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Plasma endocannabinoid levels in lean, overweight, and obese humans: relationships to intestinal permeability markers, inflammation, and incretin secretion.

  • Author(s): Little, Tanya J
  • Cvijanovic, Nada
  • DiPatrizio, Nicholas V
  • Argueta, Donovan A
  • Rayner, Christopher K
  • Feinle-Bisset, Christine
  • Young, Richard L
  • et al.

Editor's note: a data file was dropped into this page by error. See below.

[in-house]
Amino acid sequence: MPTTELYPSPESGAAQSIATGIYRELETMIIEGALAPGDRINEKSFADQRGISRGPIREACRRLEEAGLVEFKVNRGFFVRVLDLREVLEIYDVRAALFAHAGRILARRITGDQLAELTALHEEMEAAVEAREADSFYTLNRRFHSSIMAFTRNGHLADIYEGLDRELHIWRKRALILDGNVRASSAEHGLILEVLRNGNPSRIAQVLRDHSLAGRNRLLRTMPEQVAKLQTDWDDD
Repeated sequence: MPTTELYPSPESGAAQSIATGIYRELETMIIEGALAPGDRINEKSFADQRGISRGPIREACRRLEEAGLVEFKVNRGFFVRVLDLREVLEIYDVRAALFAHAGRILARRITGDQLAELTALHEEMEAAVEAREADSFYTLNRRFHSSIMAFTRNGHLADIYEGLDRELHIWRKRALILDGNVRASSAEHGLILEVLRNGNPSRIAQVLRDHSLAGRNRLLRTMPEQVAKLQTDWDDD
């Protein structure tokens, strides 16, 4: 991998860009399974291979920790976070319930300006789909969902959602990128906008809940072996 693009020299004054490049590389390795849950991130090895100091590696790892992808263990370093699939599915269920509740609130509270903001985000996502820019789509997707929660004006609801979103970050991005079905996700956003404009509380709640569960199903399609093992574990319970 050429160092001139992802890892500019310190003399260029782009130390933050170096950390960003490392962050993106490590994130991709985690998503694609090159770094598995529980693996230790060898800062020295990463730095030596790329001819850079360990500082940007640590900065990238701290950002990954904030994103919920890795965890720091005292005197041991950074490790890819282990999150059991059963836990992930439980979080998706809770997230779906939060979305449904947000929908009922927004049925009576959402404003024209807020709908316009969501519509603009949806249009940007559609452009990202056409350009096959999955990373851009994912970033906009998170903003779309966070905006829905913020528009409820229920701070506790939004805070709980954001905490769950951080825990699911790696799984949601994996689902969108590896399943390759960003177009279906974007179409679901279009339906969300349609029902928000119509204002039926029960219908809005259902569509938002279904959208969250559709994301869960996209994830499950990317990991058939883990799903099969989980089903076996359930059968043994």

Intestinal production of endocannabinoid and oleoylethanolamide (OEA) is impaired in high-fat diet/obese rodents, leading to reduced satiety. Such diets also alter the intestinal microbiome in association with enhanced intestinal permeability and inflammation; however, little is known of these effects in humans. This study aimed to 1) evaluate effects of lipid on plasma anandamide (AEA), 2-arachidonyl- sn-glycerol (2-AG), and OEA in humans; and 2) examine relationships to intestinal permeability, inflammation markers, and incretin hormone secretion. Twenty lean, 18 overweight, and 19 obese participants underwent intraduodenal Intralipid infusion (2 kcal/min) with collection of endoscopic duodenal biopsies and blood. Plasma AEA, 2-AG, and OEA (HPLC/tandem mass spectrometry), tumor necrosis factor-α (TNFα), glucagon-like peptide-1 (GLP-1), and glucose-dependent insulinotropic peptide (GIP) (multiplex), and duodenal expression of occludin, zona-occludin-1 (ZO-1), intestinal-alkaline-phosphatase (IAP), and Toll-like receptor 4 (TLR4) (by RT-PCR) were assessed. Fasting plasma AEA was increased in obese compared with lean and overweight patients ( P < 0.05), with no effect of BMI group or ID lipid infusion on plasma 2-AG or OEA. Duodenal expression of IAP and ZO-1 was reduced in obese compared with lean ( P < 0.05), and these levels related negatively to plasma AEA ( P < 0.05). The iAUC for AEA was positively related to iAUC GIP ( r = 0.384, P = 0.005). Obese individuals have increased plasma AEA and decreased duodenal expression of ZO-1 and IAP compared with lean and overweight subjects. The relationships between plasma AEA with duodenal ZO-1, IAP, and GIP suggest that altered endocannabinoid signaling may contribute to changes in intestinal permeability, inflammation, and incretin release in human obesity.

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